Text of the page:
‘Cost-benefit analyses’ are as reliable as ‘environmental impact studies’. That is they reliably, in fact invariably, discover that any capitalist enterprise is worth the effort, no matter how great the ‘externalities’ of environmental destruction, so long as the right people make money out of it.

  3. Merrelyn Emery says:

    Who knows what will be classified as ‘food’ in the future, could be a lot more than now, ME

  4. If the key issue surrounding climate change is the production of CO2 that adds to atmospheric greenhouse gases, how does creating biofuels solve this problem? It may be a solution for peak oil, but does nothing positive for our climate.

    • Adam R. says:

      It doesn’t take sequestered fossil carbon out of the ground and put it in the air. It recycles carbon that modern plants have used. Net carbon to the atmosphere is close to zero, so any fossil carbon it keeps underground is a win.

  5. KokoTheTalkingApe says:

    Yes, Joan and Gillian are right, corn stalks and other cellulosic material are not wasted currently. They do promote soil health.

    However, if they are turned into fuel, the vehicle is essentially doing what the microbes that normally consume cellulose would do in several intermediate steps: turning it into carbon dioxide and water, and extracting energy. That carbon dioxide in the air is still available to plants and bacteria to enrich the soil. The difference is that with cellulosic fuels, the carbon came from the air and returns to the air, while with fossil fuels, the carbon comes from deep underground and into the air. There is no reason why soils should become less fertile because we use renewable fuels.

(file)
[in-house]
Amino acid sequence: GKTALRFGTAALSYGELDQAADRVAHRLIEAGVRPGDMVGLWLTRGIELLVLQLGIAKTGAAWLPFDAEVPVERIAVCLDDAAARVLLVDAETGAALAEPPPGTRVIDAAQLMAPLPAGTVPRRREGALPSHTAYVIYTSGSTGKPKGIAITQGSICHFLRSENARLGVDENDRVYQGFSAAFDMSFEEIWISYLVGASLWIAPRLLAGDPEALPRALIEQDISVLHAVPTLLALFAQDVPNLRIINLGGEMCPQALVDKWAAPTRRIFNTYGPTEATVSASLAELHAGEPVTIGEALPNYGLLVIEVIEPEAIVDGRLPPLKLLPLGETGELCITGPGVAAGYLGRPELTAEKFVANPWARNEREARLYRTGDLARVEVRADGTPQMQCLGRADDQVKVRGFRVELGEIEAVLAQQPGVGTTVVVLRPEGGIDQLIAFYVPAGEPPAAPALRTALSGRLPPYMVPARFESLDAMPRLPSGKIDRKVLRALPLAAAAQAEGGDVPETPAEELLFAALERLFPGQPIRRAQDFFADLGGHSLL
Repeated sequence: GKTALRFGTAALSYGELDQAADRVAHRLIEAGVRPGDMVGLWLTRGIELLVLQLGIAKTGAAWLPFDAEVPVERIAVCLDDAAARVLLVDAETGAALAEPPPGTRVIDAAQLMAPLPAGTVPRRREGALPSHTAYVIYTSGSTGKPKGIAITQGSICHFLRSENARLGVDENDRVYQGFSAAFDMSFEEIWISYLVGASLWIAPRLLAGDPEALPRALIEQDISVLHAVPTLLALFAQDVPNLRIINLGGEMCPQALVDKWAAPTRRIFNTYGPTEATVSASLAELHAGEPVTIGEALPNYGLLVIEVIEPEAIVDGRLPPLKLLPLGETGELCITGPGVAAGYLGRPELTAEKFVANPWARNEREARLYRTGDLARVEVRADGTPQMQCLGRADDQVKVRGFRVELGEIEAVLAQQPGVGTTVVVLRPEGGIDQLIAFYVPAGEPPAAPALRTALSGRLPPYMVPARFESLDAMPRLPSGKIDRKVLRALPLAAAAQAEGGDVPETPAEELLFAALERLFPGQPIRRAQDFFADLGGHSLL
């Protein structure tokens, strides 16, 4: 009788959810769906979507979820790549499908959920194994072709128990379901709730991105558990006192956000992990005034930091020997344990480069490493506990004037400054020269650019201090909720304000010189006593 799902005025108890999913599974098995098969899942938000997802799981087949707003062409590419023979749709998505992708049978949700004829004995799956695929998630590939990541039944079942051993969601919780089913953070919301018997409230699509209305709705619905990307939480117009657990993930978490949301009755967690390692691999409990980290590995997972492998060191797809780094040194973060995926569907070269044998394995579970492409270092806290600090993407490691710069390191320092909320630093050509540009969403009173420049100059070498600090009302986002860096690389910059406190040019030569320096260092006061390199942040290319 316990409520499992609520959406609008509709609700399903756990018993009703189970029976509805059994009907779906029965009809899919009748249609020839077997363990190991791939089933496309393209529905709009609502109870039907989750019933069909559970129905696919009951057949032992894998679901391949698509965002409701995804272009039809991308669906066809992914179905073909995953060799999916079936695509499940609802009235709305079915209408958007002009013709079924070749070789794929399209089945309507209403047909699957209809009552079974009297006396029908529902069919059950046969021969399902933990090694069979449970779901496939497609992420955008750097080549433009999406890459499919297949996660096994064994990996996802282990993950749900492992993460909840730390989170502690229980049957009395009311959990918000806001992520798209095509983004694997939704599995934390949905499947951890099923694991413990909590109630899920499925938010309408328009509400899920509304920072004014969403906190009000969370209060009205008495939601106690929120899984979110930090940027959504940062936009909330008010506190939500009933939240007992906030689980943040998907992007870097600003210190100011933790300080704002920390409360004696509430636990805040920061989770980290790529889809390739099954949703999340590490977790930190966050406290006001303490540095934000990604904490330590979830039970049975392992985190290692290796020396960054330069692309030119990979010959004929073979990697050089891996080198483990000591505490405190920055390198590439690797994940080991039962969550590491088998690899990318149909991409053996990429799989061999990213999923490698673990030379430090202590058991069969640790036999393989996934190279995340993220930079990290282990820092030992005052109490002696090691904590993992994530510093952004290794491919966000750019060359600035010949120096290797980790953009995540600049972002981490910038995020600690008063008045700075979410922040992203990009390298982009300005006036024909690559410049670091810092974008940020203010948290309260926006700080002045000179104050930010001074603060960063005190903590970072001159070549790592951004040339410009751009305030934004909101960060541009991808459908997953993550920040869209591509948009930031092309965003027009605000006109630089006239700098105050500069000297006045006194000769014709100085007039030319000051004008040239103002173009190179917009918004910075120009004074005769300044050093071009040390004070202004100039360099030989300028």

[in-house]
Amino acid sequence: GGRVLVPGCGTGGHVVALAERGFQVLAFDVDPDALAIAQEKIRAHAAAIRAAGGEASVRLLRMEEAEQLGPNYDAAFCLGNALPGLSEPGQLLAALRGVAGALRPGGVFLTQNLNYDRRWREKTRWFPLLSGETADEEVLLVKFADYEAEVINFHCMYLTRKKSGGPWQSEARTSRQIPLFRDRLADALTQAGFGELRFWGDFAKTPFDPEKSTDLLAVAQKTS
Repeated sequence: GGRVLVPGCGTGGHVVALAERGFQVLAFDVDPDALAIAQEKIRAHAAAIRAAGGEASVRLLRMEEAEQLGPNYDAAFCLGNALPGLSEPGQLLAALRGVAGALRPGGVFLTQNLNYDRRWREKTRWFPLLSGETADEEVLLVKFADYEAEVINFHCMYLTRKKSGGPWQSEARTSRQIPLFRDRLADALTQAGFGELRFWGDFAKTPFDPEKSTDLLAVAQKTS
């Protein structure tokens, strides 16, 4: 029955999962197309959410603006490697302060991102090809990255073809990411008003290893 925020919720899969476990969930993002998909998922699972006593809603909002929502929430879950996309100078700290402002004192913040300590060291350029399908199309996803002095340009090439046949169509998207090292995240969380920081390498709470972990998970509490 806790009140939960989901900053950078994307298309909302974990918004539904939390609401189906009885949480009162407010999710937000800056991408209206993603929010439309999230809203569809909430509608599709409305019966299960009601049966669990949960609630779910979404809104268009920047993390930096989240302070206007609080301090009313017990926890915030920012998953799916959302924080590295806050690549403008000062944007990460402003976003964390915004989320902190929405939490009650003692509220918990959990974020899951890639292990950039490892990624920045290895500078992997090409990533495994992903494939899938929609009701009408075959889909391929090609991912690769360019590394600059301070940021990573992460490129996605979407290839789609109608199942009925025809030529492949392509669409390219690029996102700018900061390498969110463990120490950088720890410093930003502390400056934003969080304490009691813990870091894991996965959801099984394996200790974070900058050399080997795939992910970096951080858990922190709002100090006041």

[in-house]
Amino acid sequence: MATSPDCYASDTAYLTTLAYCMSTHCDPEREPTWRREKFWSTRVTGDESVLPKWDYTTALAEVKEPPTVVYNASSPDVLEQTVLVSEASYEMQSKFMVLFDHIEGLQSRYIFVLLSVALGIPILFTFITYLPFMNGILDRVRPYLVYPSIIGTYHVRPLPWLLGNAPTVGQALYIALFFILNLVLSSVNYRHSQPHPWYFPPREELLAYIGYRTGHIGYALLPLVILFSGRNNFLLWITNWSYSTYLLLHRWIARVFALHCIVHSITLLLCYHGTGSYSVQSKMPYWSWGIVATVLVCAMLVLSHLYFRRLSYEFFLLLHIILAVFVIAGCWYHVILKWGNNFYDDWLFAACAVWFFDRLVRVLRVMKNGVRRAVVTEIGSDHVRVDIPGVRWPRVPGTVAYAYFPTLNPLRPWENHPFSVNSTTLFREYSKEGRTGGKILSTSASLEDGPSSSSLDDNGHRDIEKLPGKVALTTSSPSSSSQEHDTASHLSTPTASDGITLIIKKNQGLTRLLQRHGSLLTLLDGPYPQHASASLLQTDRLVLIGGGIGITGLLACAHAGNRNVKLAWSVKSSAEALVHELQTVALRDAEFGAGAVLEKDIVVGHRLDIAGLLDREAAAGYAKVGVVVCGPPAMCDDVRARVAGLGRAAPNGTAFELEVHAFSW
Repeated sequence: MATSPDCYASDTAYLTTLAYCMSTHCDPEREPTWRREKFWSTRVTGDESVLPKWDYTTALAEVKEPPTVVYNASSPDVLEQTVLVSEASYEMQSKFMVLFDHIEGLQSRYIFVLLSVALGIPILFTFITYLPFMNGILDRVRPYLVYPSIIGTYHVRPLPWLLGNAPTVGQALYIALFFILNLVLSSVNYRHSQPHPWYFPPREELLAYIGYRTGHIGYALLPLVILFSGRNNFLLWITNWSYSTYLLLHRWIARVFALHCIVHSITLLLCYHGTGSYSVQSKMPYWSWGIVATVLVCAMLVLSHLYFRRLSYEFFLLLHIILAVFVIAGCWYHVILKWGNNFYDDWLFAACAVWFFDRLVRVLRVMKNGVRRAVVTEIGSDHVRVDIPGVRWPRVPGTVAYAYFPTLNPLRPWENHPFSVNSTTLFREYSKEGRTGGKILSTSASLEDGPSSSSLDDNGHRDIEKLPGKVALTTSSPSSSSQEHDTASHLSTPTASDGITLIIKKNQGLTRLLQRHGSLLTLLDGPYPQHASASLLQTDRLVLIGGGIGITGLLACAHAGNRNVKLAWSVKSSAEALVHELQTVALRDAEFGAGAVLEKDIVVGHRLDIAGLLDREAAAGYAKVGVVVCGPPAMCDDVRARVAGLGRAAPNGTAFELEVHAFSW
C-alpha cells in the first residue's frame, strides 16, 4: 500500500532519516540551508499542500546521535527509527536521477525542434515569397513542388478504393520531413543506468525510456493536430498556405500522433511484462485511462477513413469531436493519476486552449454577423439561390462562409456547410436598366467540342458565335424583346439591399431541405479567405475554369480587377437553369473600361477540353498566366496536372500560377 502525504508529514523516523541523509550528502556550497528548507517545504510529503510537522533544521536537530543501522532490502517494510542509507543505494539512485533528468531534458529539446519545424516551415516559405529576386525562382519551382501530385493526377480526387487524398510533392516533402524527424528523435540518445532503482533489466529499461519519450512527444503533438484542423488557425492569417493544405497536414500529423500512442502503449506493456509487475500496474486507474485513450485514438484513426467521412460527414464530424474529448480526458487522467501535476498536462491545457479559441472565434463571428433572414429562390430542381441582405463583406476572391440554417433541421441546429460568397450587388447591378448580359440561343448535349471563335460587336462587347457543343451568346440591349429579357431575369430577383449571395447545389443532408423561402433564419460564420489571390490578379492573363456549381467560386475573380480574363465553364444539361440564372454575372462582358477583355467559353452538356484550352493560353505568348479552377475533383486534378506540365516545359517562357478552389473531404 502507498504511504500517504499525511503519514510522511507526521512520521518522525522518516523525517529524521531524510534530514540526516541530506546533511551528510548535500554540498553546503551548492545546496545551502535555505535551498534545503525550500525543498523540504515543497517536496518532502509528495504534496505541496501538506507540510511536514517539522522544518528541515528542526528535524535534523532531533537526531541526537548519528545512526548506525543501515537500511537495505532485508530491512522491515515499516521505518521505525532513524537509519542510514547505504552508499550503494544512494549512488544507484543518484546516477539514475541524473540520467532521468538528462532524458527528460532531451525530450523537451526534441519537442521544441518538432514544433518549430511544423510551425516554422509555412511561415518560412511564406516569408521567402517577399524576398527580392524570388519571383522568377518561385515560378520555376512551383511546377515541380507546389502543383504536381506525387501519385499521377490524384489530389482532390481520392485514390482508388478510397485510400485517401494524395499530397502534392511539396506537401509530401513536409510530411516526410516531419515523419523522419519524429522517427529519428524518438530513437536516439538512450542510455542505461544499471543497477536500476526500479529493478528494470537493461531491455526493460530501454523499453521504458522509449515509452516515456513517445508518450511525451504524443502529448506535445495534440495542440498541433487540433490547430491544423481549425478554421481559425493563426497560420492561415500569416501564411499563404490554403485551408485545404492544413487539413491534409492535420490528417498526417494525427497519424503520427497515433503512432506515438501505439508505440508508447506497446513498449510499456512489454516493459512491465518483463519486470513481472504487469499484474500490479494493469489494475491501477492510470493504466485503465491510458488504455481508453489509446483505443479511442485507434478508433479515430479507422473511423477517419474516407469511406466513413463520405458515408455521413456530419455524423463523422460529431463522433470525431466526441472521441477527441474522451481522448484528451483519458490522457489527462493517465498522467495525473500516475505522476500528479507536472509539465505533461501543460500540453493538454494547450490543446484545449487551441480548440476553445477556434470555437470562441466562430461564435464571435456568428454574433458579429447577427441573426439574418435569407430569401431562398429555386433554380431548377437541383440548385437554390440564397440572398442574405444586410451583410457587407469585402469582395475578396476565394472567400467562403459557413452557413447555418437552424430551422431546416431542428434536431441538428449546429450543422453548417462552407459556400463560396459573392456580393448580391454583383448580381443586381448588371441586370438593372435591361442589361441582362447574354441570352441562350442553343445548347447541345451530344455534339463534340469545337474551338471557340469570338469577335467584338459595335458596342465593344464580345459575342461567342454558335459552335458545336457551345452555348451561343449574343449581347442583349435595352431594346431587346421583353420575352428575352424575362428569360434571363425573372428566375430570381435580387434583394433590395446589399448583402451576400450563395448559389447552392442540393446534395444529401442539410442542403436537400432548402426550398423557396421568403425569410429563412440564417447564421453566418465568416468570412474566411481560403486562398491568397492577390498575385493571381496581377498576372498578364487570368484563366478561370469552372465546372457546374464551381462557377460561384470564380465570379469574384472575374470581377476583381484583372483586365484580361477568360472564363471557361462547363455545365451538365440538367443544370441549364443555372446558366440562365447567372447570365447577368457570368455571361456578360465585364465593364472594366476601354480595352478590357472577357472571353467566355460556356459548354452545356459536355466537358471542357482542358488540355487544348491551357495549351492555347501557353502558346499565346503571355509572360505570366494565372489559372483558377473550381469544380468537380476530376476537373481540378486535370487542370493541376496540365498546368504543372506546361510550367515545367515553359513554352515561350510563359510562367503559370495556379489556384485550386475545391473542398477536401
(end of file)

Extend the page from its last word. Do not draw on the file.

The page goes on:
6. There is only a limited amount of bio-fuel that can be produced without impacting on either food production or the environment in general. Woodchips, grass etc all imply the cutting down of trees and other damage to the natural environment.
    We are certainly not going to be able to produce enough low impact, renewable bio-fuels to replace petro-chemicals, provide the energy for long distance air/sea travel and other travel for which more direct use of clean energy is practical.
    Our best hope for meeting this shortfall are renewable, low impact transport fuels produced from nothing more than clean electricity, water and nitrogen or CO2. All this can be done using existing technology developed in the 19th and 20th centuries. For more see: http://pragmatusj.blogspot.com.au/2013/03/renewable-low-impact-fuels-game-changer.html